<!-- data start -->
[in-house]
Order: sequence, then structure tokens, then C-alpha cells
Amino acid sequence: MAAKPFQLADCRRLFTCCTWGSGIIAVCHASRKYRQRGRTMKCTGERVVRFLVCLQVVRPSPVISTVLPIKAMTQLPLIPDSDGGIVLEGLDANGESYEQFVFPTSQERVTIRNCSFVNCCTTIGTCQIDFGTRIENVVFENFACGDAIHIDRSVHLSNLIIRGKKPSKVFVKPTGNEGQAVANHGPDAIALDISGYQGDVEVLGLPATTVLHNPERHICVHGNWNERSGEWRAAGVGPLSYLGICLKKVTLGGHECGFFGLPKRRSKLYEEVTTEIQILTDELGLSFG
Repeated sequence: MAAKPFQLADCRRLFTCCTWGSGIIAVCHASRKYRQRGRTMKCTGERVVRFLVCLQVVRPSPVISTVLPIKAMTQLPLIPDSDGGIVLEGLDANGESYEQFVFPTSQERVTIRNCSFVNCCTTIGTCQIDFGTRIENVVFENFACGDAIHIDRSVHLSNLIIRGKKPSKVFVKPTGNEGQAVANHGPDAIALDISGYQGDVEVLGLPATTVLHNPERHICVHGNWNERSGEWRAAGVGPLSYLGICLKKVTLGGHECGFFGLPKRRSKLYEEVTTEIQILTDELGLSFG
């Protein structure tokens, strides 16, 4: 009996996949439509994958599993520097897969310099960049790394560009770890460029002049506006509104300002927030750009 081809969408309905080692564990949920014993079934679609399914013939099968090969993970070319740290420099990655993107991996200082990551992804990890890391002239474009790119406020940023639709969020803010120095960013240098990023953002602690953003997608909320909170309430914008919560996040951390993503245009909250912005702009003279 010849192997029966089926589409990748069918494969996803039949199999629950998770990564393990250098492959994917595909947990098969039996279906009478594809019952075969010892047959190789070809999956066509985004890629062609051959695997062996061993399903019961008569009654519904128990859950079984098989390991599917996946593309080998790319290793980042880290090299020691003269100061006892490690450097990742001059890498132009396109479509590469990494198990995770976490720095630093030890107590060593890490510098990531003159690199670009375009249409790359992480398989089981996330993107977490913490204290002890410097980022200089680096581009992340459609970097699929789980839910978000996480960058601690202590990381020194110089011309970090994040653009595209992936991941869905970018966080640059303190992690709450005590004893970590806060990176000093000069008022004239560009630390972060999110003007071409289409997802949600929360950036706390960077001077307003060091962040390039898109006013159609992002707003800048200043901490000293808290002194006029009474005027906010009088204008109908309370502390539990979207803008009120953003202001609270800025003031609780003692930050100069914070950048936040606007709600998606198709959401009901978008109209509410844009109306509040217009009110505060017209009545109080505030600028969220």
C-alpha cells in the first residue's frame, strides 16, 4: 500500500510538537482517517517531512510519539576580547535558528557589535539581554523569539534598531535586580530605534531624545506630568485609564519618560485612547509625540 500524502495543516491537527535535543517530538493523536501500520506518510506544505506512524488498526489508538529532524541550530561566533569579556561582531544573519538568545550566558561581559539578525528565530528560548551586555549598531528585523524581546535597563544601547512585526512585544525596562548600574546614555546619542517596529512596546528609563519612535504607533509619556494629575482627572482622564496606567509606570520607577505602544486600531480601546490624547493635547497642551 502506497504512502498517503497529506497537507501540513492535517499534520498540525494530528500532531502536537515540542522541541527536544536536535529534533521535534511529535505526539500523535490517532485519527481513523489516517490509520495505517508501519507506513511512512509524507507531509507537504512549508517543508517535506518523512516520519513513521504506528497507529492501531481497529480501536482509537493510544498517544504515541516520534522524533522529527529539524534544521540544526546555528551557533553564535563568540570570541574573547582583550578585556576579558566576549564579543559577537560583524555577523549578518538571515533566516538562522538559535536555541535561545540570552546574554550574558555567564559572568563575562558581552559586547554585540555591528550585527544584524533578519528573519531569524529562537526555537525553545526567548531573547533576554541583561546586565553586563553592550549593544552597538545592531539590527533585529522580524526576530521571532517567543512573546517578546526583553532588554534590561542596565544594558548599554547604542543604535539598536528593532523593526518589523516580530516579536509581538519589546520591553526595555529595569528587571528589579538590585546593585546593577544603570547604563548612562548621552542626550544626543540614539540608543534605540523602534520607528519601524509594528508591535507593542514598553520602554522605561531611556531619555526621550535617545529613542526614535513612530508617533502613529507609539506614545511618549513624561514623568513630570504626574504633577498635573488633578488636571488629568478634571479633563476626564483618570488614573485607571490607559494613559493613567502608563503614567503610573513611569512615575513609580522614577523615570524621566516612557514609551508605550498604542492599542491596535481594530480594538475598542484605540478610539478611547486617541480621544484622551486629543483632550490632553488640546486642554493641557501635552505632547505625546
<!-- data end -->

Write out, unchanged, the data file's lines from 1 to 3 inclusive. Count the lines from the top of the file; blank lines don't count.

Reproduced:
[in-house]
Order: sequence, then structure tokens, then C-alpha cells
Amino acid sequence: MAAKPFQLADCRRLFTCCTWGSGIIAVCHASRKYRQRGRTMKCTGERVVRFLVCLQVVRPSPVISTVLPIKAMTQLPLIPDSDGGIVLEGLDANGESYEQFVFPTSQERVTIRNCSFVNCCTTIGTCQIDFGTRIENVVFENFACGDAIHIDRSVHLSNLIIRGKKPSKVFVKPTGNEGQAVANHGPDAIALDISGYQGDVEVLGLPATTVLHNPERHICVHGNWNERSGEWRAAGVGPLSYLGICLKKVTLGGHECGFFGLPKRRSKLYEEVTTEIQILTDELGLSFG